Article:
Flu Cases On The Rise, Get Your Flu Shot Now
Florida’s first flu-related deaths for the 2019-20 season were three children who had not been vaccinated. None of them had other health issues that contributed to their deaths, according to the Florida Department of Health.
A simple flu shot might have saved their lives.
Their deaths come at a time when flu cases are on the rise in Florida. Outbreaks are more widespread at this point in the season than in recent ones. And more people are going to emergency rooms and urgent care centers for the flu than in previous years.
At the same time, there’s a drop in the number of people getting flu shots, including Florida Blue members.
The best way to protect you and your family is to get a flu shot. The shots are recommended for children who are six months and older. Florida Blue members can get their shot at no additional cost when going to a network doctor or pharmacy.
Although flu season is well underway, there’s still plenty of time to get your shot and be protected. Check with your doctor to make sure there is no reason for you not to get a flu shot. (Click here for key frequently asked questions about flu shots.)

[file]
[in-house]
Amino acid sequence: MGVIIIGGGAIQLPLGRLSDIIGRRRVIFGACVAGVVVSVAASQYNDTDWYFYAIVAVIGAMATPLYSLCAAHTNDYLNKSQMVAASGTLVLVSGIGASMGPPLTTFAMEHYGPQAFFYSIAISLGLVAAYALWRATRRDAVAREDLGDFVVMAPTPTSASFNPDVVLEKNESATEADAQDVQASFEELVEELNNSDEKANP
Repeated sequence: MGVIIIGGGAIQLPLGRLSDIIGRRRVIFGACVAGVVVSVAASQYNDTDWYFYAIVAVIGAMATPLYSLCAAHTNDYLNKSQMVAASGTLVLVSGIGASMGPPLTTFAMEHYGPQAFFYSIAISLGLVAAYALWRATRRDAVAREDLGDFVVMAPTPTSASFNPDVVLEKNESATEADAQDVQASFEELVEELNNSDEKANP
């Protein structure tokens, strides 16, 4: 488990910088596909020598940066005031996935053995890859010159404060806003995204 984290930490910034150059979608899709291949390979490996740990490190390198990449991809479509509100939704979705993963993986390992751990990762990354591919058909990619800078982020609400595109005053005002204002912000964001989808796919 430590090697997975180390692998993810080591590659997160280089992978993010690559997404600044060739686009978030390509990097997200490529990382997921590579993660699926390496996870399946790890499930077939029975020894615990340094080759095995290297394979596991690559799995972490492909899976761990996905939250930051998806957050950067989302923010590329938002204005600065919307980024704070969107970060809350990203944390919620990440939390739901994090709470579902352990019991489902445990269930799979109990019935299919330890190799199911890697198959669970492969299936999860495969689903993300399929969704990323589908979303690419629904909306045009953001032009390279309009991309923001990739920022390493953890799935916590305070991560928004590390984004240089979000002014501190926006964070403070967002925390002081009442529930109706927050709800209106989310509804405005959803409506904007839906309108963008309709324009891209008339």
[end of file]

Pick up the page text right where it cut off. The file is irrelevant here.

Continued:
Dr. Kelli Wells, Florida Blue’s senior medical director for medical affairs, said it’s important to call your doctor as soon as you or someone in your family start to feel flu symptoms, such as a fever, cough or sore throat. Virtual care services like Teladoc (if you have these as part of your benefit plan) are a good option for flu cases. That way you don’t share the flu bug with others in a waiting room.
The flu is treated with an antiviral, like Tamiflu. Normally, people with the flu feel sick for about 10 days, Wells said. Taking Tamiflu immediately may help you start feeling better in four or five days.
It’s important to take steps throughout flu season to protect yourself. According to the Centers for Disease Control and Prevention, avoid close contact with sick people; cover your mouth when you cough or sneeze; and wash your hands often with soap and water.
Most importantly, though, make sure you and your family get flu shots.